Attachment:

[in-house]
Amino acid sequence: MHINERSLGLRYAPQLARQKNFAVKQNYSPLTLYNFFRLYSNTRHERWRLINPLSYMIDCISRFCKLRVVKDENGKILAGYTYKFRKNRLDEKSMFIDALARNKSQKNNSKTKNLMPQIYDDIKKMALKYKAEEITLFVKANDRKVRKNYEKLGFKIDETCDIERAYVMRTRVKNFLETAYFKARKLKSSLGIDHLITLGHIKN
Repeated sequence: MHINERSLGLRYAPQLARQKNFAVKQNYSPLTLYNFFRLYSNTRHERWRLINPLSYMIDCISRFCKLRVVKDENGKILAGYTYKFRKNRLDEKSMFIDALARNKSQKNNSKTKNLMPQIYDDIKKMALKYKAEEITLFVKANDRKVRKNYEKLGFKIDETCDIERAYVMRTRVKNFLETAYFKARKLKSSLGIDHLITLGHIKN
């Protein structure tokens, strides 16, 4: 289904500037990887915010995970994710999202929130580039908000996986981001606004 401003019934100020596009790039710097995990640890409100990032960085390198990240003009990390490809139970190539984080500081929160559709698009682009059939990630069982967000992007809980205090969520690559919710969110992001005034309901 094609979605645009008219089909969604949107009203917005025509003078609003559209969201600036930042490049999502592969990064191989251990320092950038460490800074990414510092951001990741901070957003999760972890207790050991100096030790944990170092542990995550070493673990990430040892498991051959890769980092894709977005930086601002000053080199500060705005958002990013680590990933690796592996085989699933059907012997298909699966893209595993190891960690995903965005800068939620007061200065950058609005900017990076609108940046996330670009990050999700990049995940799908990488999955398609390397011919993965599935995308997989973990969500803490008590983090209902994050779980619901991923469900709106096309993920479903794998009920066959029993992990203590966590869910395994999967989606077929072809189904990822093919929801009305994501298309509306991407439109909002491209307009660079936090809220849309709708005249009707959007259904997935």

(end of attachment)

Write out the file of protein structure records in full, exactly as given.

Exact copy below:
[in-house]
Amino acid sequence: MHINERSLGLRYAPQLARQKNFAVKQNYSPLTLYNFFRLYSNTRHERWRLINPLSYMIDCISRFCKLRVVKDENGKILAGYTYKFRKNRLDEKSMFIDALARNKSQKNNSKTKNLMPQIYDDIKKMALKYKAEEITLFVKANDRKVRKNYEKLGFKIDETCDIERAYVMRTRVKNFLETAYFKARKLKSSLGIDHLITLGHIKN
Repeated sequence: MHINERSLGLRYAPQLARQKNFAVKQNYSPLTLYNFFRLYSNTRHERWRLINPLSYMIDCISRFCKLRVVKDENGKILAGYTYKFRKNRLDEKSMFIDALARNKSQKNNSKTKNLMPQIYDDIKKMALKYKAEEITLFVKANDRKVRKNYEKLGFKIDETCDIERAYVMRTRVKNFLETAYFKARKLKSSLGIDHLITLGHIKN
């Protein structure tokens, strides 16, 4: 289904500037990887915010995970994710999202929130580039908000996986981001606004 401003019934100020596009790039710097995990640890409100990032960085390198990240003009990390490809139970190539984080500081929160559709698009682009059939990630069982967000992007809980205090969520690559919710969110992001005034309901 094609979605645009008219089909969604949107009203917005025509003078609003559209969201600036930042490049999502592969990064191989251990320092950038460490800074990414510092951001990741901070957003999760972890207790050991100096030790944990170092542990995550070493673990990430040892498991051959890769980092894709977005930086601002000053080199500060705005958002990013680590990933690796592996085989699933059907012997298909699966893209595993190891960690995903965005800068939620007061200065950058609005900017990076609108940046996330670009990050999700990049995940799908990488999955398609390397011919993965599935995308997989973990969500803490008590983090209902994050779980619901991923469900709106096309993920479903794998009920066959029993992990203590966590869910395994999967989606077929072809189904990822093919929801009305994501298309509306991407439109909002491209307009660079936090809220849309709708005249009707959007259904997935």